Needless to say, one feels a tingle of superiority knowing that one would never ever have one’s inner life come to a grinding halt over throwing out a twenty-seven-year-old unrinsed jar of peanut butter. But if it wasn’t that jar of Jif, what would it be that made someone—you—choke? Losing the nineteenth-century rocking chair? That small David Salle (1952–) canvas? And wait—how did a jar of Jif ever become the shorthand for life and its losses? Is that what the Brillo boxes were all about? How does a Christie’s evening postwar contemporary art sale become a magic-wanding spectacle where, instead of peanut butter jars, bits of wood and paint are converted from shit into stuff? How do objects triumph and become surrogates for life?

* * *

I think it was Bruno Bischofberger (1940– ) who said that the problem with the way Andy Warhol (1928–1987) collected art was that he always went for lots of medium-good stuff instead of getting the one or two truly good works. Warhol (the hoarder’s hoarder) would probably have agreed, but I doubt this insight would have affected his accumulation strategies.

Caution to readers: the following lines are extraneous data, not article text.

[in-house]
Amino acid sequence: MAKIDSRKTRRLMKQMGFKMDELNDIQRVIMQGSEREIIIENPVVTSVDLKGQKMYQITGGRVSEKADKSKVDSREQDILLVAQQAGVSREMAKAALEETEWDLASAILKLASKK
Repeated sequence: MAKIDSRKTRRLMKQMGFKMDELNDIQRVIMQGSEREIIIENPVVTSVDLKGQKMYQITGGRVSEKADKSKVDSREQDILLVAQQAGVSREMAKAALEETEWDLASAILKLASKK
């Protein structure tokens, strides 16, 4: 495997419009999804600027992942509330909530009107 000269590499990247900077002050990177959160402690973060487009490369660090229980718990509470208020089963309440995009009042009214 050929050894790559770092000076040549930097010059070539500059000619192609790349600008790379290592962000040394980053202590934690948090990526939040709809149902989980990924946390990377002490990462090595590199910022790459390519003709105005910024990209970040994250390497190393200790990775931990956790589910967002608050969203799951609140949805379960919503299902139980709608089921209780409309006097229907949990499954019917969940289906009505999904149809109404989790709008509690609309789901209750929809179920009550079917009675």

A publisher I worked with in the 1990s has a living room wall twelve-deep with Gerhard Richter (1932– ) canvases. God knows how many he has now, but however many it is, it will never be enough.

A few years back I visited a friend of a friend in Portland with a pretty amazing collection of post-1960 American work. He went to the kitchen, and when he came back he saw me staring into the center of a really good crushed John Chamberlain (1927–2011).

“What are you staring at?”

“The dust.”

“What do you mean?”

“Inside this piece, there’s no dust on the outside bits, but it’s really thick in the middle.”

He looked. “I think that’s as far in as the housekeeper’s arms can reach.”

“Your housekeeper Windexes your art?”

I saw his face collapse. Thousands of dollars later I believe the piece was professionally cleaned with carbon tetrachloride dry-cleaning solution at immense cost. It reminded me of reading about Leo Castelli (1907–1999), who wasn’t allowed to have regular housekeeping staff in his apartment. In order to keep his insurance he had to have MFA students work as his housekeepers. I wonder if they’re now making MFA Roombas.